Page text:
Recipe for how to make Gluten-Free Milk Cream?
Little drops of heaven that melt in your mouth, that’s what we think they are. But some people just call this the East Indian milk cream or traditional vanilla cream, one of the many delicious East Indian sweets. Little melt in your mouth pieces made of milk and sugar, better than toffee, better than candy, better than fudge, better than anything else out there!
And as easy as it is to make, it is also one of the most tedious Christmas dishes. If you want whiter milk cream or vanilla cream, you need to reduce your milk on the lowest flame. And you spend about 1.5 to 2 hours working on your arm muscles; or rather stirring continuously. Anyways, here’s how to make the traditional East Indian vanilla cream. Did you know that this vanilla cream is also gluten-free and vegetarian? A good thing for some people I know.
Ingredients for the glutenfree traditional East Indian Vanilla Cream
1 litre milk
175 grams sugar
1 tablespoon butter
3 drops vanilla essence
Optional: 100 grams grated cashewnuts (We don’t use this)
How to make East Indian vanilla cream?
Start by bringing milk to a boil on a low flame in a nonstick or thick bottomed pan and letting it reduce until it’s nearly half the quantity.
Next, add in the sugar and stir with a wooden spoon. Why do we use a wooden spoon to make East Indian sweets? Because granny said so. Haha! Okay, why do we really use wood in East Indian cooking? Because wood is an insulating material. That means you can stir for hours and not get your hands burnt or not need to wear cooking gloves. Wood is also strong, so we can stir that tough marzipan or walnut fudge or cashew rock without breaking the spoon. Wood is soft too, so that means you can scrape the sweets off the sides of the pot as many times as you want without causing scratches or damaging the finish. Yay for wood!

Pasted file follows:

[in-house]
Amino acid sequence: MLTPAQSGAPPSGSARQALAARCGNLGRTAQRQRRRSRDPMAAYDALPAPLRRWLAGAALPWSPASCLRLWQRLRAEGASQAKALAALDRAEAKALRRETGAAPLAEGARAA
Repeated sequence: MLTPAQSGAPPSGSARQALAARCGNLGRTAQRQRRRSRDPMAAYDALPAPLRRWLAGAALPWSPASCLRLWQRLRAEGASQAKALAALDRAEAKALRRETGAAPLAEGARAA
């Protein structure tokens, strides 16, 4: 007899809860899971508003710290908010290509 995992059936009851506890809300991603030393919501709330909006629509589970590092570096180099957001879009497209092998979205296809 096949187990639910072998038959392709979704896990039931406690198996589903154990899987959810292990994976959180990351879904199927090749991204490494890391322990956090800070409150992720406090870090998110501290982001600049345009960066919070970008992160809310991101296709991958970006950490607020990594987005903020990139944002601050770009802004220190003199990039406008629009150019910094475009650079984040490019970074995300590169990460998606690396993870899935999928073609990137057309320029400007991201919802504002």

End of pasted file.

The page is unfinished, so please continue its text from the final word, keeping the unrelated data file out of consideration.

Once the sugar melts, add in the butter. Keep stirring continuously till it thickens.
When it’s quite dry, add in the vanilla essence and continue stirring till it leaves the sides. Now, when you add in the vanilla essence, some people also add in about 100 grams of grated cashewnuts. This helps the milk thicken faster. We don’t do this. Although we end up having to stir longer, we prefer pure vanilla cream like granny used to make.
How do you know when the vanilla cream is ready to be taken off the flame? Well, you need to keep a teaspoon ready. Just take out a bit of vanilla cream and let it cool. Butter your fingers and try to make this vanilla cream form a small ball. If you can form a ball, the milk cream is ready. If you can’t form a ball, keep stirring and try again after a few minutes. Repeat this procedure until a ball is formed.
Once the ball forms, turn off the flame, and pour the vanilla cream into a thalie greased with butter. Yep, thalie is an Indian word. What I mean is pour it out from your nonstick pot onto a large flat bottomed dish or flatboard that you’ve greased with butter. Then give the pot to the kids to scrape the remainder of the vanilla cream. That was one of the most fun things about Christmas as a kid. Cleaning out the bottoms of all the sweet dishes, or quality testing stuff while mom made it. Actually, it still is! There’s always one of us scraping out the leftovers from the bottom of the pan to eat. 😉
Form one or a few large balls of the milk-cream mixture.
Form little balls and put into the moulds to create shapes. Turn the mould over and hit it on the back with a wooden spoon so that the vanilla cream comes out.